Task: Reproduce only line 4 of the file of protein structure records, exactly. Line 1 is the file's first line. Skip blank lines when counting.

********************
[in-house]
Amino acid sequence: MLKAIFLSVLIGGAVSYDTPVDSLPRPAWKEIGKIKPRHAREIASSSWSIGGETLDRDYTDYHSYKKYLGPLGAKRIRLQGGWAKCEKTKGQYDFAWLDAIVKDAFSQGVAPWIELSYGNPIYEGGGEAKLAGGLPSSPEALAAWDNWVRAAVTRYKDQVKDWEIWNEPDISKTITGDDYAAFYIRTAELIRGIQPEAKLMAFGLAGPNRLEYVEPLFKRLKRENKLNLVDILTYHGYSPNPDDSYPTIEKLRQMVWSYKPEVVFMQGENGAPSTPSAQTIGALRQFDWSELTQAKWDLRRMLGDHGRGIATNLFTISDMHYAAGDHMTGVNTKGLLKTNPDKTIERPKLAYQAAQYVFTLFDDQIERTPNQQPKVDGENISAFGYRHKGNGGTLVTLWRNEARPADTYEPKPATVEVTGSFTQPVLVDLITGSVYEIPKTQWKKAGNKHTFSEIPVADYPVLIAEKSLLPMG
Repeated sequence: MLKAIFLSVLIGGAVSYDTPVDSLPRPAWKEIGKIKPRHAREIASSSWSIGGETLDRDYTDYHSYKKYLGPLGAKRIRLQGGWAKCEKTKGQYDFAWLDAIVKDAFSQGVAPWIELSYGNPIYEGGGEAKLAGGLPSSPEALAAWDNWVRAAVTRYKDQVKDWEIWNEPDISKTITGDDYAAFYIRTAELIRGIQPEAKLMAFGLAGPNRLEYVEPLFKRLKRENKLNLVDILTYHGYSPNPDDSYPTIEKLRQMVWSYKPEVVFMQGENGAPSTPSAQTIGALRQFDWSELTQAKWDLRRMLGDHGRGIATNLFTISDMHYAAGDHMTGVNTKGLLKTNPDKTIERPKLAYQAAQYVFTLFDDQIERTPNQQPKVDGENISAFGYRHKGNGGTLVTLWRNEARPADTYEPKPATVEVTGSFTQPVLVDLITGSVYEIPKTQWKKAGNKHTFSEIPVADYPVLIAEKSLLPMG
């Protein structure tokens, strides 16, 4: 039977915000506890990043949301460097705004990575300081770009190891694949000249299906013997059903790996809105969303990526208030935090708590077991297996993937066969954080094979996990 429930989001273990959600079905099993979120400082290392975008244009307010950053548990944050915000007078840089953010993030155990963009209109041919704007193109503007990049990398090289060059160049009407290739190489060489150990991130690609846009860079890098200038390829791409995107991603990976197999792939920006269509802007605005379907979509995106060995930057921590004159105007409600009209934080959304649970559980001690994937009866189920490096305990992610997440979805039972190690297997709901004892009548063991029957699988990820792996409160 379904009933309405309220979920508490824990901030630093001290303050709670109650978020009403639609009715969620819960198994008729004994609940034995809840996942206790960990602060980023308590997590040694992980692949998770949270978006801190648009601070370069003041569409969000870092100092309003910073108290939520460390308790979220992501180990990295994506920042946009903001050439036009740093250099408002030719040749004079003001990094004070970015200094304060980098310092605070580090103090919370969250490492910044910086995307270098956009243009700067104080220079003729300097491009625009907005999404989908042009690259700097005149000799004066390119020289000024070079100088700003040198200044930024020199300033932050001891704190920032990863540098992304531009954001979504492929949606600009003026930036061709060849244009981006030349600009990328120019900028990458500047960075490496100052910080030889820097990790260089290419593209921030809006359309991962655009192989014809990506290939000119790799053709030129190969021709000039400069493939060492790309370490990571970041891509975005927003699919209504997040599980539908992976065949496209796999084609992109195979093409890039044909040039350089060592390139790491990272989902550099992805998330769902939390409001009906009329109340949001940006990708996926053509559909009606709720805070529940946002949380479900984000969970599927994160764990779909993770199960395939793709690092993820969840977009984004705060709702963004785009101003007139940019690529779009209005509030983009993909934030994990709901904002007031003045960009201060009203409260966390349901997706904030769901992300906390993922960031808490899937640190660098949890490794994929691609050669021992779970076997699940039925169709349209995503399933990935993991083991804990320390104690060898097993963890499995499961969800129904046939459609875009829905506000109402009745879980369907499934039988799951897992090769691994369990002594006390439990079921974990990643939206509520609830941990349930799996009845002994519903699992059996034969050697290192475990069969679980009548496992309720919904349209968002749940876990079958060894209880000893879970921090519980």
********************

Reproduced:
């Protein structure tokens, strides 16, 4: 039977915000506890990043949301460097705004990575300081770009190891694949000249299906013997059903790996809105969303990526208030935090708590077991297996993937066969954080094979996990 429930989001273990959600079905099993979120400082290392975008244009307010950053548990944050915000007078840089953010993030155990963009209109041919704007193109503007990049990398090289060059160049009407290739190489060489150990991130690609846009860079890098200038390829791409995107991603990976197999792939920006269509802007605005379907979509995106060995930057921590004159105007409600009209934080959304649970559980001690994937009866189920490096305990992610997440979805039972190690297997709901004892009548063991029957699988990820792996409160 379904009933309405309220979920508490824990901030630093001290303050709670109650978020009403639609009715969620819960198994008729004994609940034995809840996942206790960990602060980023308590997590040694992980692949998770949270978006801190648009601070370069003041569409969000870092100092309003910073108290939520460390308790979220992501180990990295994506920042946009903001050439036009740093250099408002030719040749004079003001990094004070970015200094304060980098310092605070580090103090919370969250490492910044910086995307270098956009243009700067104080220079003729300097491009625009907005999404989908042009690259700097005149000799004066390119020289000024070079100088700003040198200044930024020199300033932050001891704190920032990863540098992304531009954001979504492929949606600009003026930036061709060849244009981006030349600009990328120019900028990458500047960075490496100052910080030889820097990790260089290419593209921030809006359309991962655009192989014809990506290939000119790799053709030129190969021709000039400069493939060492790309370490990571970041891509975005927003699919209504997040599980539908992976065949496209796999084609992109195979093409890039044909040039350089060592390139790491990272989902550099992805998330769902939390409001009906009329109340949001940006990708996926053509559909009606709720805070529940946002949380479900984000969970599927994160764990779909993770199960395939793709690092993820969840977009984004705060709702963004785009101003007139940019690529779009209005509030983009993909934030994990709901904002007031003045960009201060009203409260966390349901997706904030769901992300906390993922960031808490899937640190660098949890490794994929691609050669021992779970076997699940039925169709349209995503399933990935993991083991804990320390104690060898097993963890499995499961969800129904046939459609875009829905506000109402009745879980369907499934039988799951897992090769691994369990002594006390439990079921974990990643939206509520609830941990349930799996009845002994519903699992059996034969050697290192475990069969679980009548496992309720919904349209968002749940876990079958060894209880000893879970921090519980």